Why we give Steven Tyler a mixed vote as an 'American Idol' judge
Is Steven Tyler good or bad for “American Idol?” Fox hasn’t officially confirmed him, but it looks like his addition as a judge is a done deal (of course, people were saying the same thing about Jennifer Lopez two weeks ago).
Why should we care? Because more people vote for the “American Idol” winner than vote for U.S. president. And, in case you haven’t noticed, “American Idol” needs our help. Sure it’s still one of the top-rated TV shows, but the past season’s ratings fell of drastically. This is a national emergency, people!
But back to Tyler. Let’s evaluate a few salient criteria:
Is he qualified? We’re getting rid of the obvious. Of course he is. He clearly knows how to sing so none of the criticism that Ellen DeGeneres received applies to him. Plus, he’s been performing for more than 40 years so he understands what it takes to get up on stage and make an impression.
Can he play well with others? Simon Cowell showed that this is not a job requirement, and, in fact, can be a detriment. Through his various stints in rehab and through decades of working through really tough band dynamics, he’s probably mastered the art of pretending to listen and appreciating opposing views. Hopefully not too much though since who wants the civility all the time.
Can he play second banana? Here’s my first of only two real qualms about Tyler. Tyler is a star. He is not only used to all eyes being on him, he lives for it. I don’t know if it’s reasonable, or even fair, to expect him to sit quietly and let the spotlight be on the contestants. There is no comparing his role as an entertainer/superstar to Paula Abdul’s (and that’s no dis to Paula)so she can’t be a barometer here. Say what you will about Abdul, she was very comfortable nurturing and coming up with positive things about the contestants. Perhaps that’s because she knows how severely the criticism all performers receive stings.
Can he make trenchant, valuable commentary? In terms of technical evaluation, sure. But so can Randy Jackson (and we wish he’d do that more) and so can/could Kara DioGuardi, as she showed during her vastly improved performance in season two. As someone who’s interviewed Tyler a fair number of times, he can bring the crazy just as much as Abdul when it comes to making comments that leave you shaking your head or going “Huh?” That makes great copy, but I don’t know if it’s a great criterion for a judge.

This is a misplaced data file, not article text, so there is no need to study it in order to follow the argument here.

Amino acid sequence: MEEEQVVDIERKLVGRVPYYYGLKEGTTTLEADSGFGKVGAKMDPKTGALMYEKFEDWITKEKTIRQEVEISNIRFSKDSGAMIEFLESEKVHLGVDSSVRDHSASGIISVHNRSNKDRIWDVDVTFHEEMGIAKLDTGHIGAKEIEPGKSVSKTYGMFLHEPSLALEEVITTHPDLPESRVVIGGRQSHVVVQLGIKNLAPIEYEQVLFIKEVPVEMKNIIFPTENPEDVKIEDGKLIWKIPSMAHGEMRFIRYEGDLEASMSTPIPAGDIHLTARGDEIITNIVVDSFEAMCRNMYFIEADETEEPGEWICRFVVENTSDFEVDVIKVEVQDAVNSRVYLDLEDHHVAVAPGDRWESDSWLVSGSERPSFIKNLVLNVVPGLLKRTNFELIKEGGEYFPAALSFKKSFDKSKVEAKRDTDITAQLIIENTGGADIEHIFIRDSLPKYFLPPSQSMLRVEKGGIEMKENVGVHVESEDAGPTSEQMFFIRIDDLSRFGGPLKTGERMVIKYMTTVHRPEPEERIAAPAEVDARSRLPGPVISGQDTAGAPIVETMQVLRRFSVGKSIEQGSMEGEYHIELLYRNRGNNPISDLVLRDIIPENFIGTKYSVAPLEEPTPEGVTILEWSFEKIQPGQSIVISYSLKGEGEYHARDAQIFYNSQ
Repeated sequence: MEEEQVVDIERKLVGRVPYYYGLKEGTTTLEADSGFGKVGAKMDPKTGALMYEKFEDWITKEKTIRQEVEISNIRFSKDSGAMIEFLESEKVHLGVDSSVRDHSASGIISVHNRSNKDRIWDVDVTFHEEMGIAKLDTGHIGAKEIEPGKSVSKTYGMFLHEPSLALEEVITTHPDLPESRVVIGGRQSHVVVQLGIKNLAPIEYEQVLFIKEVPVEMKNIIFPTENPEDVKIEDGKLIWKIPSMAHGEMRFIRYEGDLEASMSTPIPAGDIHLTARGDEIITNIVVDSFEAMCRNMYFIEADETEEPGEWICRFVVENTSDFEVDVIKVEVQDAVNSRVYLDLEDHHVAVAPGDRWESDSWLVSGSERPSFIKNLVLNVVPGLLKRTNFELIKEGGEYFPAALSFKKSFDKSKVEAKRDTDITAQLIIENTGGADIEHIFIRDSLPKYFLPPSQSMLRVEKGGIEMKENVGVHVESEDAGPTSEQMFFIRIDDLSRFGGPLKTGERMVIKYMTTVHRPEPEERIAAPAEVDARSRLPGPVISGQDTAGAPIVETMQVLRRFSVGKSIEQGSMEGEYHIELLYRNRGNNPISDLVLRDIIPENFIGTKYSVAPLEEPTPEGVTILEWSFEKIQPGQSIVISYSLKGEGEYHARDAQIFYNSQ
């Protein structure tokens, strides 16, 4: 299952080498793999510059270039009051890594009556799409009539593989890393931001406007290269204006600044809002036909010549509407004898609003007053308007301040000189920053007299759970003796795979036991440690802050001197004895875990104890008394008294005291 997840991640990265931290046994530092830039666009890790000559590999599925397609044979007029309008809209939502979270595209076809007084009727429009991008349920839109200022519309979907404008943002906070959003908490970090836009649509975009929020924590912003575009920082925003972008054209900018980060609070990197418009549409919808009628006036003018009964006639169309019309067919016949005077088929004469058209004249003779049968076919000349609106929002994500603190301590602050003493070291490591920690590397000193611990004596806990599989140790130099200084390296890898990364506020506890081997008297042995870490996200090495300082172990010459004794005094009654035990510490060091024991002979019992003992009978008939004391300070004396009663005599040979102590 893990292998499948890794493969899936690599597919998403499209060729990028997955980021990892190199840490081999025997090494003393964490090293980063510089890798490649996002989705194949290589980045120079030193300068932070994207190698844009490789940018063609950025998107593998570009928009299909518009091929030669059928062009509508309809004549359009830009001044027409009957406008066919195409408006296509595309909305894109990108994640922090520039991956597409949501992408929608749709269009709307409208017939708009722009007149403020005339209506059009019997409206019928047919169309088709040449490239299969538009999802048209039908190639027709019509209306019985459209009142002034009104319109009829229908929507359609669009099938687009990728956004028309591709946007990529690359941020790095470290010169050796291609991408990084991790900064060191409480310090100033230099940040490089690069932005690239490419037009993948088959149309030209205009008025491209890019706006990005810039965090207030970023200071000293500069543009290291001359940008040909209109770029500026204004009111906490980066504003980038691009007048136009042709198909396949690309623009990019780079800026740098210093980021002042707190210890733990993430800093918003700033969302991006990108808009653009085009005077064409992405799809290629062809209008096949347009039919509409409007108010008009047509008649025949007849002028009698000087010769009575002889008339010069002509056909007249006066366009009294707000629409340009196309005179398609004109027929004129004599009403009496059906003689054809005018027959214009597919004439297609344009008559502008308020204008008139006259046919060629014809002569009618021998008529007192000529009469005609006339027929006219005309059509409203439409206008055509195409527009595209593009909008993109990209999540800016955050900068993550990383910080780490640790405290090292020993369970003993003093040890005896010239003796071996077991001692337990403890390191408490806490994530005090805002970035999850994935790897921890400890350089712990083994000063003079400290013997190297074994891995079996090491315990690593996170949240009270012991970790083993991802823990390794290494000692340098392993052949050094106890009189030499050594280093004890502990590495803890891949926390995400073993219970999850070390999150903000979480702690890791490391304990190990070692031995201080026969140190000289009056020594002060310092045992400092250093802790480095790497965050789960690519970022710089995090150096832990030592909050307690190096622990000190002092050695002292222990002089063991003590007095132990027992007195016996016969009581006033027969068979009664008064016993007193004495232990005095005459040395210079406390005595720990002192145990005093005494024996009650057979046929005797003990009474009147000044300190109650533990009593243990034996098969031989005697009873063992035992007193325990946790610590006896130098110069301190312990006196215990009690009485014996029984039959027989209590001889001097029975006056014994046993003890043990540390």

Is he too gosh darn old? Tyler is 62. I’m not one who believes that age has anything to do with ability to remain current, plus “American Idol” is hardly concerned with appearing hip. It is a populist show and Aerosmith is a great, populist band. Case closed on that one. That said, I would probably counter program against him with someone who is young and hip in order to give a broader range of opinions among the judges.
Why is he doing this? I can really only think of one reason: To expose Aerosmith to a younger audience. We’re hoping he doesn’t need the money, although that rock and roll lifestyle (and hair extensions and plastic surgery) doesn’t come cheap. “American Idol” has made a cottage industry of using artists who have been around since the ’60s and ‘70s as mentors. In fact, we love how the Oscar-worthy performance some contestants give, many of whom were born 30 years after the artist’s hey day, when they meet the mentor—as if they were their biggest fan instead of the reality, which is they’d probably never even heard of them until 30 minutes earlier. We don’t know if their appearance has done much for those artists, other than provide a modest, momentary blip in sales for that week, but it couldn’t hurt. And not to be too cynical about it, but as a judge, he'll get plenty of interview time on "AI" host Ryan Seacrest's KIIS morning show, which will do more to expose him to the 12-14 demo than the "Idol" gig.
What do you think about Tyler walking his way to "American Idol?"